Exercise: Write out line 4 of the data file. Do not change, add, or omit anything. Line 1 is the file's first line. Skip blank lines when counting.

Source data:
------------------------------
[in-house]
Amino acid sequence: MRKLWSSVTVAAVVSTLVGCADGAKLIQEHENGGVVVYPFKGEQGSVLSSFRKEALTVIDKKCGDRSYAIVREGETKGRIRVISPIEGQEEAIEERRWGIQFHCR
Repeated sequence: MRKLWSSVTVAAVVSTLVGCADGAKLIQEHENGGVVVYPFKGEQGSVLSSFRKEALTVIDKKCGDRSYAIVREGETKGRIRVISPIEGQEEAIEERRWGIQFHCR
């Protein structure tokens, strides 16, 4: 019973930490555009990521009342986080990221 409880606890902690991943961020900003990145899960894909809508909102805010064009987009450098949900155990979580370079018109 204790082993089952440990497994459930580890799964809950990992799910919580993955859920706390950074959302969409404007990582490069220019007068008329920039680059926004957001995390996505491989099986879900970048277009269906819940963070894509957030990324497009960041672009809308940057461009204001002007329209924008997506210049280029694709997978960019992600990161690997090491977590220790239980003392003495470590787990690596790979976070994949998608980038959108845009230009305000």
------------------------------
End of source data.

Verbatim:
């Protein structure tokens, strides 16, 4: 019973930490555009990521009342986080990221 409880606890902690991943961020900003990145899960894909809508909102805010064009987009450098949900155990979580370079018109 204790082993089952440990497994459930580890799964809950990992799910919580993955859920706390950074959302969409404007990582490069220019007068008329920039680059926004957001995390996505491989099986879900970048277009269906819940963070894509957030990324497009960041672009809308940057461009204001002007329209924008997506210049280029694709997978960019992600990161690997090491977590220790239980003392003495470590787990690596790979976070994949998608980038959108845009230009305000």